The Epic of Gilgamesh
The Epic of Gilgamesh doesn't spend a lot of time getting into characters' thoughts, motivations, and so on. Not that those things aren't important (after all, the whole last three tablets of the epic are about Gilgamesh's quest for knowledge), but you sort of have to figure them out from what you can see. And what you can see are the characters' actions.
Thus, when Gilgamesh laments day and night over Enkidu's body, you can get a powerful sense of how much that friendship meant to him. When he goes to the ends of the earth and beyond in search of an answer to the question about death, you can see how much his fear of mortality is eating at him.
And sometimes, the way a character acts can even reveal something that they might be pretending isn't there. For example, when Ishtar tries to get Gilgamesh to marry her, it would probably be fair to say that she's trying not to appear angry and spiteful—as Gilgamesh accuses her of being. But when Ishtar reacts to Gilgamesh's rejection by sending the Bull of Heaven down to earth to kill him, we start to think Gilgamesh has a point.
With direct characterization, the narrator straight-up tells you what a character is like. In this poem, most of the direct characterization comes near the beginning; once the story picks up, we can see for ourselves what characters are like through their actions and the other things on this list.
Still, it's a big help in Tablet 1 when we get a direct report on how Gilgamesh is an irresponsible tyrant, or how Enkidu is an uncivilized wild man. These remarks by the narrator help set the stage in our minds, which we can fill in later with details we learn along the way.
Our first report on Gilgamesh is that he is "lordly in appearance" (1. 28) and that his body was modeled by Aruru to be "beautiful, handsomest of men, perfect" (1. 49-50). That description, though, isn't just about his outward appearance. We realize pretty quickly that even if he doesn't have a heart of gold, he is the strongest of men and the most powerful too. According to the opening lines, we also know that he has "knowledge of all" (1. 3). So, this is a situation in which judging a book by its cover produces an accurate verdict.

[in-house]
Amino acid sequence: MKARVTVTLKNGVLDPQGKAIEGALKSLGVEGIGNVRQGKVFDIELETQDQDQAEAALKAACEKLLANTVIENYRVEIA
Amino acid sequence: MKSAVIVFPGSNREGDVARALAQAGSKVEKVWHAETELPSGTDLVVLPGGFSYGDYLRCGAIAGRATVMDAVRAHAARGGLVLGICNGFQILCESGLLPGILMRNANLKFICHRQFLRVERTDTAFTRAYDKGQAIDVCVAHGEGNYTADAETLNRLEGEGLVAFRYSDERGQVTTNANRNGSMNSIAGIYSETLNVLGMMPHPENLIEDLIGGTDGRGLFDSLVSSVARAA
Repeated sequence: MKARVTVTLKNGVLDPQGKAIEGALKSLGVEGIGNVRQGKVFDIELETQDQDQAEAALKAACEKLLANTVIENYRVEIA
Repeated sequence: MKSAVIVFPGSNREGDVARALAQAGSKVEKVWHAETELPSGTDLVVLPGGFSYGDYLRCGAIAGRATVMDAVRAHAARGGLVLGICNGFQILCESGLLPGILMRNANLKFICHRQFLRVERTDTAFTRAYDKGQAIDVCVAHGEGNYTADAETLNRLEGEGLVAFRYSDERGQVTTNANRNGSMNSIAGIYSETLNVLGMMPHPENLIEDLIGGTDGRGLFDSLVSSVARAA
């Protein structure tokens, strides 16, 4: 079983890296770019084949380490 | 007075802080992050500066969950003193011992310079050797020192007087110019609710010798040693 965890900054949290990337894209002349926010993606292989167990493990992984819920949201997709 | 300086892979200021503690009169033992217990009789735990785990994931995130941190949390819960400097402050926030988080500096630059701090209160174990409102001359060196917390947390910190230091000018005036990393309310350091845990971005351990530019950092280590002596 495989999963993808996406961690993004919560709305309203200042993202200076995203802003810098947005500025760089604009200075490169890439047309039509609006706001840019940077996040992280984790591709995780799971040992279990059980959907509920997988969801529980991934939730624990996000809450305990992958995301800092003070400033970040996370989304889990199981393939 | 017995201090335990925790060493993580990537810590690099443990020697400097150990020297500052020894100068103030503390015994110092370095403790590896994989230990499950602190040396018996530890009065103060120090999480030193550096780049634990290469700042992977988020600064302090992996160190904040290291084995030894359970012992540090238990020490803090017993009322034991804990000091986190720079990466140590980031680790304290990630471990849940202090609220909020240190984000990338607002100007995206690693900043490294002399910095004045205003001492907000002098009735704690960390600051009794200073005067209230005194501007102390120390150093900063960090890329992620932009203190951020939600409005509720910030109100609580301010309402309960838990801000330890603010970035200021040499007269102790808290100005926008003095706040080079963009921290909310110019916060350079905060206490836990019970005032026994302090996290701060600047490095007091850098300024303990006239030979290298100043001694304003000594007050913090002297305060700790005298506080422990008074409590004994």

When we first meet Enkidu, he is a wild man, untouched by civilization. So, obviously, he's mostly naked: Enkidu has no covering other some ragged animal-skins (at line 1.90 the poem calls them "a garment like Sumukan," the god of wild animals). Once he meets Shamhat, she—in the grand tradition of women—get him cleaned up: she cuts his hair, wraps him in a cloak, buys him some nice flat front khakis from J.Crew. Voila: Enkidu is now a human.
Or how about when Gilgamesh shows up at Siduri's place? She's terrified of him because he looks like a hot mess—but that judgment makes him rather cranky, and he kind of acts like a wild man by trying to beat her door down. So, at least in Gilgamesh's eyes, his appearance is perfectly reasonable considering where he is coming from—and that tells us that the physical appearance of a character is a window into the emotions and thoughts of a character.
From our discussion about how physical appearance is used, you can probably guess where we're going with this "Location" deal. That's right: because Gilgamesh lives in the city of Uruk at the beginning of the story, we know that he is civilized. Because Enkidu lives in the wilderness, we know that he is a wild man.
Of course, these two characters aren't the only ones who get identified by their location. For example, we know that Utanapishtim and his wife are a pretty special pair, given that they live in an enchanted part of the underworld, beyond the rising of the sun. Sometimes, however, a character's location can be just plain weird. Why does Siduri keep a tavern in the underworld? Who are her customers? We honestly have no idea.
Sex and Love
At the beginning of the poem, Gilgamesh is terrorizing the citizens of Uruk. Part of this involves him forcing the young men of the city to take part in endless athletic contests. But it also involves him forcing the young women of the city to have sex with him. This can tell us several things about Gilgamesh's personality. For one thing, the fact that he is forcing these women into sex against their will shows that he is addicted to power, and doesn't care about the feelings of other people. (Even granting that things like "consent" were probably treated differently 5000 years ago.)
Plus, the fact that no amount of sex seems to satisfy him—he keeps moving relentlessly from woman to woman—shows that there is an underlying absence in his life. Can it be a coincidence that, once Enkidu shows up, we don't hear about him having sex with anyone else? In fact, we actually see him reject sex, with a goddess, Ishtar—the goddess of love, no less! Hmmmm….